Ah, all those New Year’s resolutions are relentless. Who knew we were so lazy, so fat, or such wastrels? Or that self-improvement could feel so dogged? The parking lot at the Y has been extra crowded this week, as everyone in bright, brand spanking new sneakers eagerly packs into the morning Jazzercise group or self-consciously trots on the treadmill. For once, I am part of the in-crowd: I’ve met my 10,000 steps goal for the past five days. I’ve also eschewed cheap white wine, sigh. And I am being more careful about what I eat – which is easy considering what a sybaritic life we briefly led over the holidays: French 75s, sparkling wine, peppermint bark, Chex mix, shortbread drizzled with ganache, cakes, roasted turkey, spaghetti Bolognese, beef tenderloin, bacon, Béarnaise sauce, brandy butter – and that is just the beginning of the alphabet of delicious calorie-laden holiday treats. Perhaps New Year’s resolutions are just pressing the reset button. Sticks and twigs in 2024?
We roasted a turkey one night during the holidays, as one does. It really is almost as simple as roasting a chicken, it just presents dramatically. There was more help in the kitchen than we normally have. There were helpful hands to baste the bird every half hour, and even more to peel a mountain of potatoes. I watched helplessly as we ended up with a 5-pound bag peeled, cooked and mashed. For four people (and one clueless, yet ever-hopeful, dog). You could see that bowl of mashed potatoes from outer space: there were more potatoes than we could possibly eat in one sitting. And yet, we tried mightily, piling our plates high with that buttery, starchy goodness that first night; candles lit, wine decanted, napkins in laps. They warmed us later as we sat by the fire, glowing with wine and bonhomie.
Then we ate potatoes with leftover turkey sandwiches for lunch. We ate more repurposed as potato pancakes, with eggs and sausage balls, for breakfast. And like Strega Nona’s pasta pot, we still had more potatoes. After our company departed we confronted the refrigerator, packed with leftovers: a motley assortment of Tupperware, Saran-wrapped bowls, Baggies, aluminum foil packets and that towering bowl of mashed potatoes. We turned to the internet, which led us to Shepherd’s Pie, which is what we call Cottage Pie, because we use ground beef. (You might want to be more authentic and use ground lamb.) And we made a large Shepherd’s Pie. Too large for two people. But it was perfectly suited to this season of New Year’s resolutions: it used up the last bit of potato. We could check “Thrifty” off on our list of New Year’s virtues, because we hadn’t wasted any potatoes, and managed to get three more meals out of that original batch. And now I would like a nice green, leafy salad. Dressing on the side, please.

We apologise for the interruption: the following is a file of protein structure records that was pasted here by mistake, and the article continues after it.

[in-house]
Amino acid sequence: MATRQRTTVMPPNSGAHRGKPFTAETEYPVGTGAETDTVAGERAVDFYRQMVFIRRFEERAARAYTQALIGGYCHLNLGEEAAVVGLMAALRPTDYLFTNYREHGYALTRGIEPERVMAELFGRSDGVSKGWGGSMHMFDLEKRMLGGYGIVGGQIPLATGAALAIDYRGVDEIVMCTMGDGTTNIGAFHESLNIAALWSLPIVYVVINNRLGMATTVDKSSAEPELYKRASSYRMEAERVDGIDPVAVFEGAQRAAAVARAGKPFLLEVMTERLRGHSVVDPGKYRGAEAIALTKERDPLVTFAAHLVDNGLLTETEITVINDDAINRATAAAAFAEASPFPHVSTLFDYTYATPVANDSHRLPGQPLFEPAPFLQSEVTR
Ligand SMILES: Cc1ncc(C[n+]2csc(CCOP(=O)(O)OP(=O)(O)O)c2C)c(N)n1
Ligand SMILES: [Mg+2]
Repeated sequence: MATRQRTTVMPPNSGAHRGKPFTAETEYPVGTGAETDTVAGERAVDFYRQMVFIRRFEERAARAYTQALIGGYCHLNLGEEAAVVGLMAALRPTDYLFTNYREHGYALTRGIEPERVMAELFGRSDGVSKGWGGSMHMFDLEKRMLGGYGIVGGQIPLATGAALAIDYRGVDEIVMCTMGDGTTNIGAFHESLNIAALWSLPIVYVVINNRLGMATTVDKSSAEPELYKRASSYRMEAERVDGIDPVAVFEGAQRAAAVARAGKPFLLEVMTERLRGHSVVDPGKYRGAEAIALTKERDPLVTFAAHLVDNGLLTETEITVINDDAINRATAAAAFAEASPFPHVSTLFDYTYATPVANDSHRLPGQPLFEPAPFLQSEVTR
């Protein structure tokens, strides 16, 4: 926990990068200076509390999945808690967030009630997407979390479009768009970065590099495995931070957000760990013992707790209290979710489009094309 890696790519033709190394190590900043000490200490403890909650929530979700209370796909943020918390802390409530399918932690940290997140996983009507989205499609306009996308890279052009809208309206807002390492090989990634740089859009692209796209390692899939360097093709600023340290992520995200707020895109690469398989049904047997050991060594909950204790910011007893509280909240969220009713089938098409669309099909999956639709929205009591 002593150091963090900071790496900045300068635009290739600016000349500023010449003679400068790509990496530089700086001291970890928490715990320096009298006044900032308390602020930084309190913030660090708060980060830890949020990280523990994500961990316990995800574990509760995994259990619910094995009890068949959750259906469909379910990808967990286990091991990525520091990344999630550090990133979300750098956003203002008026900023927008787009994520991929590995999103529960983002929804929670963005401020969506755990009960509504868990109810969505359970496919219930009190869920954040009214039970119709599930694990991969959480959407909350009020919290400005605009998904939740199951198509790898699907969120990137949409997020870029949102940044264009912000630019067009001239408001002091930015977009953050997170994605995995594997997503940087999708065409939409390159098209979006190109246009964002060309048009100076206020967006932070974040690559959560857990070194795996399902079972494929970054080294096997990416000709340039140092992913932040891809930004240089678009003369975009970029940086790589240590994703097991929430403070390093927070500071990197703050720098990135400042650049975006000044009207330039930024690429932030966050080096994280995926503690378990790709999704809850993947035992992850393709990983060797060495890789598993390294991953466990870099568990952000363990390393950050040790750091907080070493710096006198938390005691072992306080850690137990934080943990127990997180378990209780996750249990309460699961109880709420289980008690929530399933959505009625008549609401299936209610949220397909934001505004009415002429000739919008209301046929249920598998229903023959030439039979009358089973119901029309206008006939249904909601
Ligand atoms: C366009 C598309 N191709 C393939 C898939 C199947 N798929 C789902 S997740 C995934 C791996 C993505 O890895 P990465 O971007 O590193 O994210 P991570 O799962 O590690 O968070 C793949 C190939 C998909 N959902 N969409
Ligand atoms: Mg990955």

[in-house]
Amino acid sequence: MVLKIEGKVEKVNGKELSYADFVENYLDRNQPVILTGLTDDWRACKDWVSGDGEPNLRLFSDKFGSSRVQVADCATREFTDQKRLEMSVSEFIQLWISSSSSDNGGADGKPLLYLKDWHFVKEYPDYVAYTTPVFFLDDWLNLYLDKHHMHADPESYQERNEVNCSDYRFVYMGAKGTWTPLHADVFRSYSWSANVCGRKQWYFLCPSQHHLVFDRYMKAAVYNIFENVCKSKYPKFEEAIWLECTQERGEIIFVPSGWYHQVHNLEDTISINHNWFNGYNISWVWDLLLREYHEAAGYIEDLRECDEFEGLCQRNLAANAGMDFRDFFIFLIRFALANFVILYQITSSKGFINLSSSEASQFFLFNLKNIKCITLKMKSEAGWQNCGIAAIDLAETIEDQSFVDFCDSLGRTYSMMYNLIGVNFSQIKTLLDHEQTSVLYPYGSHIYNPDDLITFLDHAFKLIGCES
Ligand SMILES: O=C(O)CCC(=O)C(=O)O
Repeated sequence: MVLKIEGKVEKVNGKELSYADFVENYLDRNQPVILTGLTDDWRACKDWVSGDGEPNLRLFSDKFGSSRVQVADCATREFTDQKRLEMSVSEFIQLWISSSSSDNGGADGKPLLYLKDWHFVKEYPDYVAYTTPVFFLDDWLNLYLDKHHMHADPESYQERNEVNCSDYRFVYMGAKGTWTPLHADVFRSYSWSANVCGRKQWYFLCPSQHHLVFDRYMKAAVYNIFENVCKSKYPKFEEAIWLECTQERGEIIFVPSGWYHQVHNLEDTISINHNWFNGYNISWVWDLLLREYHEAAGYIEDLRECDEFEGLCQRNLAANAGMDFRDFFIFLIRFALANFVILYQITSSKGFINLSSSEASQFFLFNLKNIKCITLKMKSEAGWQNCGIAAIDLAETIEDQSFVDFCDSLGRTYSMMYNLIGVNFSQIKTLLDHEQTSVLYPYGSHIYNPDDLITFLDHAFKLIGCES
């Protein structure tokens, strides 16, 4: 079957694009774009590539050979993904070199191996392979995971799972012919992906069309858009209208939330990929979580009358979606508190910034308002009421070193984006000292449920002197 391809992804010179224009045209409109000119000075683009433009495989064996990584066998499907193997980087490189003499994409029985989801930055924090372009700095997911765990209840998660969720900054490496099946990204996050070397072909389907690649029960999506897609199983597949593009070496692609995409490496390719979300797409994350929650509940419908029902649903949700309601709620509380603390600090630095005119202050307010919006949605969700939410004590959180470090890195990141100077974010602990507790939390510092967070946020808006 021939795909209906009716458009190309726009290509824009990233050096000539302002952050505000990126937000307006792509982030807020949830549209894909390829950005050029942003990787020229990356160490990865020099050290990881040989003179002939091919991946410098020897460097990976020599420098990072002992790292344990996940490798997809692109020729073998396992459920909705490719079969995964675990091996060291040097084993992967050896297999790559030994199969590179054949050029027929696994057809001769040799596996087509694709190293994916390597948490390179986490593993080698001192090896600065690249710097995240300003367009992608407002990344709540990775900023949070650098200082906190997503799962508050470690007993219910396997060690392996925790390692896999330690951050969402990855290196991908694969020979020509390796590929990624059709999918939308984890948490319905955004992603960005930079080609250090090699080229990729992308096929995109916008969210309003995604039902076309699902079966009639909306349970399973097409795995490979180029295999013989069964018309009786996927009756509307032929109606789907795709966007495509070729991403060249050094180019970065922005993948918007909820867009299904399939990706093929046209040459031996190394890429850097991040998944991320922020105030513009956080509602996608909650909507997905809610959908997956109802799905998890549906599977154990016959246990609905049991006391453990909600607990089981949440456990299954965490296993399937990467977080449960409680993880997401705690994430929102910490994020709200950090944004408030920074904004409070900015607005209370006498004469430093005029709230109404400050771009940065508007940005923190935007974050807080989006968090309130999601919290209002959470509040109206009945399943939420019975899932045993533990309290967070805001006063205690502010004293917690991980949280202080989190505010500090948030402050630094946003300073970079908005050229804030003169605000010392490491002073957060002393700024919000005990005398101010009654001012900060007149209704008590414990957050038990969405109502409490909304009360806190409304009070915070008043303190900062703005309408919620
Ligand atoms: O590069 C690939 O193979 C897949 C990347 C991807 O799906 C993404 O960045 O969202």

Here is the recipe for the original batch of mashed potatoes. I think you can safely name it, just like you named your sour dough starter during COVID, as it might be around for a couple of weeks. Milk Simmered Mashed Potatoes
This is the recipe I used for our Shepherd’s Pie, but there are plenty out there floating around cyberspace, even vegetarian versions: Shepherd’s Pie
Guinness even makes a Shepherd’s Pie mix, that you can keep in with your spices, in case you ever find yourself, like us, with an embarrassment of mashed potatoes: Guinness Shepherd’s Pie Mix
Go easy on yourself with all your good New Year intentions. Slow and steady, with a side of potatoes.
“During all this, Mary had been extracting eyes from potatoes with such energy that they had been flying around the kitchen like hailstones. At this moment, one hit me in the eye and caused a momentary pause in the conversation.”
― Agatha Christie